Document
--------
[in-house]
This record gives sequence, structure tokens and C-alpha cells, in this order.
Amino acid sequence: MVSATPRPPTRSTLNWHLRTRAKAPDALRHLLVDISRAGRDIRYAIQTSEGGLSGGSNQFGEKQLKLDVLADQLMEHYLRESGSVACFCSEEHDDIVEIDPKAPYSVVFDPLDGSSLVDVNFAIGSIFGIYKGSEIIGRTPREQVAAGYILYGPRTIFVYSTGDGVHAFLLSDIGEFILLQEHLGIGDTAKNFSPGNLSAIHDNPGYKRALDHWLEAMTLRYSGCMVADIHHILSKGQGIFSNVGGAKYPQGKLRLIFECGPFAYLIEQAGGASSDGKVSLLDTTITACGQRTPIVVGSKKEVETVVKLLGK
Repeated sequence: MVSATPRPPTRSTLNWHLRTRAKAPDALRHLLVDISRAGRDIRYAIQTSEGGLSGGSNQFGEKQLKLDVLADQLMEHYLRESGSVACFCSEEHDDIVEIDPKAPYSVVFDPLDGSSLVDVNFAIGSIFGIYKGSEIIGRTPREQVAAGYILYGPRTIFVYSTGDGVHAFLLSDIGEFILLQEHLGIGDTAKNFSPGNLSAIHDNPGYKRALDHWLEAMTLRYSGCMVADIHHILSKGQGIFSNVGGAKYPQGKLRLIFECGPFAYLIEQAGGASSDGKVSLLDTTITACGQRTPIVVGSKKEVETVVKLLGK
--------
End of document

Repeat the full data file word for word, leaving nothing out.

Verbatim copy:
[in-house]
This record gives sequence, structure tokens and C-alpha cells, in this order.
Amino acid sequence: MVSATPRPPTRSTLNWHLRTRAKAPDALRHLLVDISRAGRDIRYAIQTSEGGLSGGSNQFGEKQLKLDVLADQLMEHYLRESGSVACFCSEEHDDIVEIDPKAPYSVVFDPLDGSSLVDVNFAIGSIFGIYKGSEIIGRTPREQVAAGYILYGPRTIFVYSTGDGVHAFLLSDIGEFILLQEHLGIGDTAKNFSPGNLSAIHDNPGYKRALDHWLEAMTLRYSGCMVADIHHILSKGQGIFSNVGGAKYPQGKLRLIFECGPFAYLIEQAGGASSDGKVSLLDTTITACGQRTPIVVGSKKEVETVVKLLGK
Repeated sequence: MVSATPRPPTRSTLNWHLRTRAKAPDALRHLLVDISRAGRDIRYAIQTSEGGLSGGSNQFGEKQLKLDVLADQLMEHYLRESGSVACFCSEEHDDIVEIDPKAPYSVVFDPLDGSSLVDVNFAIGSIFGIYKGSEIIGRTPREQVAAGYILYGPRTIFVYSTGDGVHAFLLSDIGEFILLQEHLGIGDTAKNFSPGNLSAIHDNPGYKRALDHWLEAMTLRYSGCMVADIHHILSKGQGIFSNVGGAKYPQGKLRLIFECGPFAYLIEQAGGASSDGKVSLLDTTITACGQRTPIVVGSKKEVETVVKLLGK